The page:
Compton also has the mobility to block on the move, although he does sometimes have a tendency to over-rely on cut blocks when he has a chance to pick up a block cleanly.

Screen Blocking

Compton also has the athleticism to contribute in the screen game by getting out in front, as he shows here.

In addition to making the initial block, Compton will also hustle down the field in an effort to find someone else to block.


By far Compton’s worst game of last year was against the Rams, as he simply couldn’t cope with Aaron Donald’s speed. This quickness advantage enabled Donald to keep Compton from getting his hands on him.

While Compton usually moves his feet well, he has a tendency to lunge if he loses a leverage advantage and this can affect his balance and make him susceptible to bull rushes.


Compton battles hard to stay on his blocks to the whistle and displays plenty of hustle when on the move. However, he’s not the kind of player you’d single out for his nastiness.

Compton has had 15 penalties in his career, including four for holding. He’s never had a personal foul. The six penalties he had last season were the most he’s ever had in one year.

Special Teams

Compton was employed as a blocker on the kickoff return unit in 2015 with Washington and 2016 with Atlanta, but otherwise his special teams contributions have just been as a blocker on field goals and extra points.

Washington had a couple of touchdowns on kickoff returns in 2015, as Compton made his block on this 99-yard return by ex-Jet Andre Roberts.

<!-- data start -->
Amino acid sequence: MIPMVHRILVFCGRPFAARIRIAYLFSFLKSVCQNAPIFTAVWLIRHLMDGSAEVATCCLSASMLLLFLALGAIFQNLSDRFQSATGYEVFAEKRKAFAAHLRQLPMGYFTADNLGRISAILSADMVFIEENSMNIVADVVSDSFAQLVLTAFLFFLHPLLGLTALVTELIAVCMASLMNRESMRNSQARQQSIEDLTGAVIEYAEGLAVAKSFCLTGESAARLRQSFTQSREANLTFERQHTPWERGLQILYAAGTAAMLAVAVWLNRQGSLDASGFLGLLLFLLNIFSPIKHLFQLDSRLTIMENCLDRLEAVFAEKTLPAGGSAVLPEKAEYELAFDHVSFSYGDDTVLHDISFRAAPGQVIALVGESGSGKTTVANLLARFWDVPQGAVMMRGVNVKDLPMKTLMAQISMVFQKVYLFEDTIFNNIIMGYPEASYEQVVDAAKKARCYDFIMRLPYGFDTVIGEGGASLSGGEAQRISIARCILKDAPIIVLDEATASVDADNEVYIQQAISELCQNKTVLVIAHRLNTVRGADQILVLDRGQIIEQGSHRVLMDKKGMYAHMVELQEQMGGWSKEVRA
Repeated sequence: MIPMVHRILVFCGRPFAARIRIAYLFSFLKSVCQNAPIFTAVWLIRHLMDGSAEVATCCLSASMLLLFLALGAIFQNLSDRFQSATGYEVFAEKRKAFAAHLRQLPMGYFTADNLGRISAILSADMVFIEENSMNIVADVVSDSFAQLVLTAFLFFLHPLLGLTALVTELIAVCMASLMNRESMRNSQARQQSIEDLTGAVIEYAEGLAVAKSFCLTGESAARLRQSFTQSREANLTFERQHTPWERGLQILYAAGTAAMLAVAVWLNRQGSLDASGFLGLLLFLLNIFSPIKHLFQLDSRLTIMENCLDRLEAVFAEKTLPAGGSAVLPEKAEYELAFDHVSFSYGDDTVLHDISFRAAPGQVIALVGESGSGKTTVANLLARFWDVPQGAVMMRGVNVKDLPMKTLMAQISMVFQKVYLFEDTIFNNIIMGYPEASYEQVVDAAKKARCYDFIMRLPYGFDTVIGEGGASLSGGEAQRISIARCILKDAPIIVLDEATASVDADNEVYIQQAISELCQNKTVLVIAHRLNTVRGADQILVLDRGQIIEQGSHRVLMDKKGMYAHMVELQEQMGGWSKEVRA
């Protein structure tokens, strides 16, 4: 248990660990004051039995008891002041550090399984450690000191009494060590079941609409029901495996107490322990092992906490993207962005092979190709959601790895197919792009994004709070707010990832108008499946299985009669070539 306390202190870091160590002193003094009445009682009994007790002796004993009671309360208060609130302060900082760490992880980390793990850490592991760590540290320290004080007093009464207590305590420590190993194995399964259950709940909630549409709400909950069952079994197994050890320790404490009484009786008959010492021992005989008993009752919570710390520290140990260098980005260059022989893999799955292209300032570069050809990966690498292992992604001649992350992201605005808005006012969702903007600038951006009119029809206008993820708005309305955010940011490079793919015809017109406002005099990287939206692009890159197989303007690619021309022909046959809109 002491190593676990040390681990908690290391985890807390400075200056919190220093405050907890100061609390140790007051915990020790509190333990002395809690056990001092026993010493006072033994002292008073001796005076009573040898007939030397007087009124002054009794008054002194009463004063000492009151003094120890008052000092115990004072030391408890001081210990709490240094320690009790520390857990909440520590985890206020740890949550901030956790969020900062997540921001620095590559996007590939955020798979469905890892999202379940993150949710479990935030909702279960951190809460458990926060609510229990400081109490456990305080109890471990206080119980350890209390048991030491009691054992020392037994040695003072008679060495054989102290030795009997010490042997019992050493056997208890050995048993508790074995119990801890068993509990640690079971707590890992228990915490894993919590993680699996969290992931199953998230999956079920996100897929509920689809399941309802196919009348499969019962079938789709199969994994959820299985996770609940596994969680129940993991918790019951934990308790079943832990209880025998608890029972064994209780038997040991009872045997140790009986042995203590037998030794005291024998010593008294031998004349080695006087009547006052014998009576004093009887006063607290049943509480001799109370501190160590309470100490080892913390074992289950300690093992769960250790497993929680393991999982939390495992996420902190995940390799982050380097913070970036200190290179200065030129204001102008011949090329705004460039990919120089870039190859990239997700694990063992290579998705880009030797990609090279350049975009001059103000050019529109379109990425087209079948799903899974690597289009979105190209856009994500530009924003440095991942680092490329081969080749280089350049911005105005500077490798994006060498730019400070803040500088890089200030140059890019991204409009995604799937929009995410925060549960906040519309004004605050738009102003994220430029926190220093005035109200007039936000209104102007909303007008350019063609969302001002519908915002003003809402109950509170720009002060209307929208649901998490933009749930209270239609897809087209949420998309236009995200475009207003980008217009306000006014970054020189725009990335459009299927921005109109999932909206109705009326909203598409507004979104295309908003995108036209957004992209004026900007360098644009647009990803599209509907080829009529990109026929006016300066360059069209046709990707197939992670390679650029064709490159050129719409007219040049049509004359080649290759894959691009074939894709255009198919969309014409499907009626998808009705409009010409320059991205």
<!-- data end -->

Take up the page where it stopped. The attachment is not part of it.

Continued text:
Compton is considered to have good smarts, which is obviously a factor in his excellent versatility.

He shows good awareness on this play as he loses the battle at the point of attack so readjusts to drive his man upfield and out of the play instead.

While he doesn’t seem to have many on-field mental lapses, Compton has been called for eight pre-snap penalties, including five false starts.


Compton is a popular teammate, was a team captain in college and doesn’t have any off-field concerns. His high school coach has lauded his incredible work ethic.

As noted, he doesn’t necessarily have a nasty side, although he gives good effort and shows frustration when he makes a mistake.


Injuries haven’t been a major problem for Compton. However, he missed two games last season with a sprained MCL. He also had a shoulder issue later on in the season, but did not miss any time. He suffered a concussion at the end of the 2017 season.

Scheme Fit

Compton has shown a good ability to pull and block on the move in power sets, but also had some impressive zone blocking plays in the running game, so should fit into the Jets’ system well. In pass protection, he can hold up in a quick passing game, but could be a liability if required to stay in front of his man for longer periods of time.

In 2017, Compton played for offensive coordinator Dowell Loggains, who is now in the same role for the Jets, so he has a good chance to make a swift transition and the staff presumably sees him as a fit.


Compton’s best asset is his ability to play either tackle spot and either guard spot, which could make him a valuable reserve. He’s not a great option as a starter but has plenty of experience of standing in over the course of his career.

On the basis of his film, Compton seems capable of being reliable as a run blocker but has some issues in pass protection. Although he will have played on five teams in five years if he makes the Jets, it’s interesting to note that he’s only ever been cut once - at the end of his rookie preseason, after which he ended up on the practice squad and made the roster later in the year anyway.

Compton isn’t a lock to win a roster spot, but Jets fans will hope he can prove himself to be a more reliable reserve than Brent Qvale has been over the past few years. Dieugot Joseph, Jordan Morgan and Ben Braden will also be battling for bench roles.